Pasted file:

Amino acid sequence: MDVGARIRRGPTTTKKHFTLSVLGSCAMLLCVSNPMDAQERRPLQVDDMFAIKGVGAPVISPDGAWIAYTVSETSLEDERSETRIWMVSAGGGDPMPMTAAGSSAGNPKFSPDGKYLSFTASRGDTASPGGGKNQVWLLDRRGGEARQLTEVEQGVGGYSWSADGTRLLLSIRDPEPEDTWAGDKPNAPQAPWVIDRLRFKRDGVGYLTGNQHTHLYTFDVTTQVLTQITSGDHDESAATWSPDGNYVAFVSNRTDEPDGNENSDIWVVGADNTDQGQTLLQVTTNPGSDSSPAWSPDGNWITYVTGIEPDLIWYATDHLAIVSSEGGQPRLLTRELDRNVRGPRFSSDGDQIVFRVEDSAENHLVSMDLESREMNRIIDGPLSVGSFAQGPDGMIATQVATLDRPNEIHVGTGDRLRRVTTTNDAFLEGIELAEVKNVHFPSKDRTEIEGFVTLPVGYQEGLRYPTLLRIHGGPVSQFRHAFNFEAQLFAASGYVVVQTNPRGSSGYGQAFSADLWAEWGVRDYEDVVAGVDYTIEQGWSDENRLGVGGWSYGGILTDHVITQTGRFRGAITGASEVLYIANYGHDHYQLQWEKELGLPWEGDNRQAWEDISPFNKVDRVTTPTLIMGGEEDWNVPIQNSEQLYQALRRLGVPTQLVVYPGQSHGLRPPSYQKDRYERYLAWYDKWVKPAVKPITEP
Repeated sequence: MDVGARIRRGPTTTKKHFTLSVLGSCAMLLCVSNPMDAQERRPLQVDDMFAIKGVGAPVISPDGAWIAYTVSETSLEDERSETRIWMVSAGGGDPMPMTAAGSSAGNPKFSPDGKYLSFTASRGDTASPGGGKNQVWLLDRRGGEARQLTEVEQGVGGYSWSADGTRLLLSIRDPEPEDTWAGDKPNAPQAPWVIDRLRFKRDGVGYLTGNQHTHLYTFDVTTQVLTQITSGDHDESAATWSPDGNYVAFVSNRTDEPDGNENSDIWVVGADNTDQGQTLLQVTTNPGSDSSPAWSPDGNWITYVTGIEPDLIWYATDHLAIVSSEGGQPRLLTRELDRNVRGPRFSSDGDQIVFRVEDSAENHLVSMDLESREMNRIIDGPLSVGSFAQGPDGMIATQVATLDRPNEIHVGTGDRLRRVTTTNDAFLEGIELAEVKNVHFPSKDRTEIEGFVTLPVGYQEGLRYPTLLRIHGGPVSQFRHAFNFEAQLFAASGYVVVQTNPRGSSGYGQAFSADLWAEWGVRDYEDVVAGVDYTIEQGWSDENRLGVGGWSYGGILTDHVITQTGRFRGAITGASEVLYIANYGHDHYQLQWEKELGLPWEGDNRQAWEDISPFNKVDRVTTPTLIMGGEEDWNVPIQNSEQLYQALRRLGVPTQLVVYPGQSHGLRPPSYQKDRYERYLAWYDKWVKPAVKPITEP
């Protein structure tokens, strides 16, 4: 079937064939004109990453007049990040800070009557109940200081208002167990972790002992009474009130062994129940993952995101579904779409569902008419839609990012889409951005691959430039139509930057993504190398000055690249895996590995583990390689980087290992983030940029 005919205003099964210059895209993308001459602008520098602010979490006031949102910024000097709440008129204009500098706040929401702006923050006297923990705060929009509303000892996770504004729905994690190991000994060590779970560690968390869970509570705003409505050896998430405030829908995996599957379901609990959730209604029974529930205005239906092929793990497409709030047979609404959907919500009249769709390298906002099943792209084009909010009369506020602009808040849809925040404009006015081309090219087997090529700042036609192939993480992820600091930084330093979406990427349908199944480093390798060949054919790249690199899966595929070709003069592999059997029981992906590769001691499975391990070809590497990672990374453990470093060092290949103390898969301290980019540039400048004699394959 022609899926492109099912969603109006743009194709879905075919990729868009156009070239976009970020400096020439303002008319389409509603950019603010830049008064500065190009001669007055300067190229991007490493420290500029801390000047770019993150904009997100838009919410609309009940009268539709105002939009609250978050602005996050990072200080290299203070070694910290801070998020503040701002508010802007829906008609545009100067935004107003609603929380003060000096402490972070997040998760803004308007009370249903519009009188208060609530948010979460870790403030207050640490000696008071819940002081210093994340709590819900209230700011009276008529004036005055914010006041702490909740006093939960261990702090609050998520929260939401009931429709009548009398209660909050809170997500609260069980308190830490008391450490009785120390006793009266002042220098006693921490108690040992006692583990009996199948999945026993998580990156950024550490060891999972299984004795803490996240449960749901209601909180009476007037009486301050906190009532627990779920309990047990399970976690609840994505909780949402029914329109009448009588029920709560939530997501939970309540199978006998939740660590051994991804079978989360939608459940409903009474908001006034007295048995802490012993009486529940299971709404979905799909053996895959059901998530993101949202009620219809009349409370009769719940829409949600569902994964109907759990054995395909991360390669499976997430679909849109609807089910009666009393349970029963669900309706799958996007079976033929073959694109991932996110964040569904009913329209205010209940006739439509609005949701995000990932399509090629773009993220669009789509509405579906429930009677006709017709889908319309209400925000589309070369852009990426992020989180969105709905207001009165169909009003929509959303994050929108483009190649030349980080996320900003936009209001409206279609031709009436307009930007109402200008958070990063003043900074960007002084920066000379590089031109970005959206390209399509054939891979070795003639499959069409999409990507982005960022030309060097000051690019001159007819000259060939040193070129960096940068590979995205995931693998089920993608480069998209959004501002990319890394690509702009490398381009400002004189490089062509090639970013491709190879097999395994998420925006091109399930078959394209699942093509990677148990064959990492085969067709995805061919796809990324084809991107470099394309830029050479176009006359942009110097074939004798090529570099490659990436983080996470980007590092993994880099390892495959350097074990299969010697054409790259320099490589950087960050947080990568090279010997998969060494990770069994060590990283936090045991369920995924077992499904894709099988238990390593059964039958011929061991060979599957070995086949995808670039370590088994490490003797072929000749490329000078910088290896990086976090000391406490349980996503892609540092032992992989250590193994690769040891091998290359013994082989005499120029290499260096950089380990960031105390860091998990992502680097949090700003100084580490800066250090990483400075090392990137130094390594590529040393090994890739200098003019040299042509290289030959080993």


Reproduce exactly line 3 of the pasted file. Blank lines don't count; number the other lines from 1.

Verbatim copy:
């Protein structure tokens, strides 16, 4: 079937064939004109990453007049990040800070009557109940200081208002167990972790002992009474009130062994129940993952995101579904779409569902008419839609990012889409951005691959430039139509930057993504190398000055690249895996590995583990390689980087290992983030940029 005919205003099964210059895209993308001459602008520098602010979490006031949102910024000097709440008129204009500098706040929401702006923050006297923990705060929009509303000892996770504004729905994690190991000994060590779970560690968390869970509570705003409505050896998430405030829908995996599957379901609990959730209604029974529930205005239906092929793990497409709030047979609404959907919500009249769709390298906002099943792209084009909010009369506020602009808040849809925040404009006015081309090219087997090529700042036609192939993480992820600091930084330093979406990427349908199944480093390798060949054919790249690199899966595929070709003069592999059997029981992906590769001691499975391990070809590497990672990374453990470093060092290949103390898969301290980019540039400048004699394959 022609899926492109099912969603109006743009194709879905075919990729868009156009070239976009970020400096020439303002008319389409509603950019603010830049008064500065190009001669007055300067190229991007490493420290500029801390000047770019993150904009997100838009919410609309009940009268539709105002939009609250978050602005996050990072200080290299203070070694910290801070998020503040701002508010802007829906008609545009100067935004107003609603929380003060000096402490972070997040998760803004308007009370249903519009009188208060609530948010979460870790403030207050640490000696008071819940002081210093994340709590819900209230700011009276008529004036005055914010006041702490909740006093939960261990702090609050998520929260939401009931429709009548009398209660909050809170997500609260069980308190830490008391450490009785120390006793009266002042220098006693921490108690040992006692583990009996199948999945026993998580990156950024550490060891999972299984004795803490996240449960749901209601909180009476007037009486301050906190009532627990779920309990047990399970976690609840994505909780949402029914329109009448009588029920709560939530997501939970309540199978006998939740660590051994991804079978989360939608459940409903009474908001006034007295048995802490012993009486529940299971709404979905799909053996895959059901998530993101949202009620219809009349409370009769719940829409949600569902994964109907759990054995395909991360390669499976997430679909849109609807089910009666009393349970029963669900309706799958996007079976033929073959694109991932996110964040569904009913329209205010209940006739439509609005949701995000990932399509090629773009993220669009789509509405579906429930009677006709017709889908319309209400925000589309070369852009990426992020989180969105709905207001009165169909009003929509959303994050929108483009190649030349980080996320900003936009209001409206279609031709009436307009930007109402200008958070990063003043900074960007002084920066000379590089031109970005959206390209399509054939891979070795003639499959069409999409990507982005960022030309060097000051690019001159007819000259060939040193070129960096940068590979995205995931693998089920993608480069998209959004501002990319890394690509702009490398381009400002004189490089062509090639970013491709190879097999395994998420925006091109399930078959394209699942093509990677148990064959990492085969067709995805061919796809990324084809991107470099394309830029050479176009006359942009110097074939004798090529570099490659990436983080996470980007590092993994880099390892495959350097074990299969010697054409790259320099490589950087960050947080990568090279010997998969060494990770069994060590990283936090045991369920995924077992499904894709099988238990390593059964039958011929061991060979599957070995086949995808670039370590088994490490003797072929000749490329000078910088290896990086976090000391406490349980996503892609540092032992992989250590193994690769040891091998290359013994082989005499120029290499260096950089380990960031105390860091998990992502680097949090700003100084580490800066250090990483400075090392990137130094390594590529040393090994890739200098003019040299042509290289030959080993």